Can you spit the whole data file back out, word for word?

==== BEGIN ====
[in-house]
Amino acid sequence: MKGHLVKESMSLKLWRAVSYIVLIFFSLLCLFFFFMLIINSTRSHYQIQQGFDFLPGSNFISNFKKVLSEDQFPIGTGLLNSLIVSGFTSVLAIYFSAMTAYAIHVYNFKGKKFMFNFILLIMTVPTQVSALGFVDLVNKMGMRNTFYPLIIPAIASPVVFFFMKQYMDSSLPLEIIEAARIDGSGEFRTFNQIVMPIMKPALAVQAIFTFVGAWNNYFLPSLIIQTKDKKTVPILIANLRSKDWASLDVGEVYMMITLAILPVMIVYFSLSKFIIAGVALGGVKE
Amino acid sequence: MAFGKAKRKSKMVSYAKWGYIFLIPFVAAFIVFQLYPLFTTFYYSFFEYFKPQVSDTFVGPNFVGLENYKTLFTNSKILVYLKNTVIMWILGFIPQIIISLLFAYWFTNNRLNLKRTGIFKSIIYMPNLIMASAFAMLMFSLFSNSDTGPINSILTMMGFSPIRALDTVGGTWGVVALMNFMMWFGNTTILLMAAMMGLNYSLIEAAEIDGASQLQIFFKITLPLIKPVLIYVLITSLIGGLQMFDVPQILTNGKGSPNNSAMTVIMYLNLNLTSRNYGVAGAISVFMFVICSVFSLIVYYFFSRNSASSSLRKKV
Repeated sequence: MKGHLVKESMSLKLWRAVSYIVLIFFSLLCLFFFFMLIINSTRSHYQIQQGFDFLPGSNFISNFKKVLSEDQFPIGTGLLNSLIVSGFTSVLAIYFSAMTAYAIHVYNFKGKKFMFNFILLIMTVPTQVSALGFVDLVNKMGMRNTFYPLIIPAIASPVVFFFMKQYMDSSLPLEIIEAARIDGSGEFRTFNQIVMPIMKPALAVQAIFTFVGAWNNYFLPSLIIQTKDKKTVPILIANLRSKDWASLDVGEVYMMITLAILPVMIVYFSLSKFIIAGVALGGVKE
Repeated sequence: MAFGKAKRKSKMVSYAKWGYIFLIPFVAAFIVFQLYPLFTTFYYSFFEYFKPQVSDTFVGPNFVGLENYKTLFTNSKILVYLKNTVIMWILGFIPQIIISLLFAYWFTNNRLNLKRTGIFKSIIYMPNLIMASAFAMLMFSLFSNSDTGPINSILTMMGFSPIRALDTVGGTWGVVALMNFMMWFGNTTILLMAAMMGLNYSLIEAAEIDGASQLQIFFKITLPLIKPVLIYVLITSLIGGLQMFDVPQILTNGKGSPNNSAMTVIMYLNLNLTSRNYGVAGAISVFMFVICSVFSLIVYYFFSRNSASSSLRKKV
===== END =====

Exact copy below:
[in-house]
Amino acid sequence: MKGHLVKESMSLKLWRAVSYIVLIFFSLLCLFFFFMLIINSTRSHYQIQQGFDFLPGSNFISNFKKVLSEDQFPIGTGLLNSLIVSGFTSVLAIYFSAMTAYAIHVYNFKGKKFMFNFILLIMTVPTQVSALGFVDLVNKMGMRNTFYPLIIPAIASPVVFFFMKQYMDSSLPLEIIEAARIDGSGEFRTFNQIVMPIMKPALAVQAIFTFVGAWNNYFLPSLIIQTKDKKTVPILIANLRSKDWASLDVGEVYMMITLAILPVMIVYFSLSKFIIAGVALGGVKE
Amino acid sequence: MAFGKAKRKSKMVSYAKWGYIFLIPFVAAFIVFQLYPLFTTFYYSFFEYFKPQVSDTFVGPNFVGLENYKTLFTNSKILVYLKNTVIMWILGFIPQIIISLLFAYWFTNNRLNLKRTGIFKSIIYMPNLIMASAFAMLMFSLFSNSDTGPINSILTMMGFSPIRALDTVGGTWGVVALMNFMMWFGNTTILLMAAMMGLNYSLIEAAEIDGASQLQIFFKITLPLIKPVLIYVLITSLIGGLQMFDVPQILTNGKGSPNNSAMTVIMYLNLNLTSRNYGVAGAISVFMFVICSVFSLIVYYFFSRNSASSSLRKKV
Repeated sequence: MKGHLVKESMSLKLWRAVSYIVLIFFSLLCLFFFFMLIINSTRSHYQIQQGFDFLPGSNFISNFKKVLSEDQFPIGTGLLNSLIVSGFTSVLAIYFSAMTAYAIHVYNFKGKKFMFNFILLIMTVPTQVSALGFVDLVNKMGMRNTFYPLIIPAIASPVVFFFMKQYMDSSLPLEIIEAARIDGSGEFRTFNQIVMPIMKPALAVQAIFTFVGAWNNYFLPSLIIQTKDKKTVPILIANLRSKDWASLDVGEVYMMITLAILPVMIVYFSLSKFIIAGVALGGVKE
Repeated sequence: MAFGKAKRKSKMVSYAKWGYIFLIPFVAAFIVFQLYPLFTTFYYSFFEYFKPQVSDTFVGPNFVGLENYKTLFTNSKILVYLKNTVIMWILGFIPQIIISLLFAYWFTNNRLNLKRTGIFKSIIYMPNLIMASAFAMLMFSLFSNSDTGPINSILTMMGFSPIRALDTVGGTWGVVALMNFMMWFGNTTILLMAAMMGLNYSLIEAAEIDGASQLQIFFKITLPLIKPVLIYVLITSLIGGLQMFDVPQILTNGKGSPNNSAMTVIMYLNLNLTSRNYGVAGAISVFMFVICSVFSLIVYYFFSRNSASSSLRKKV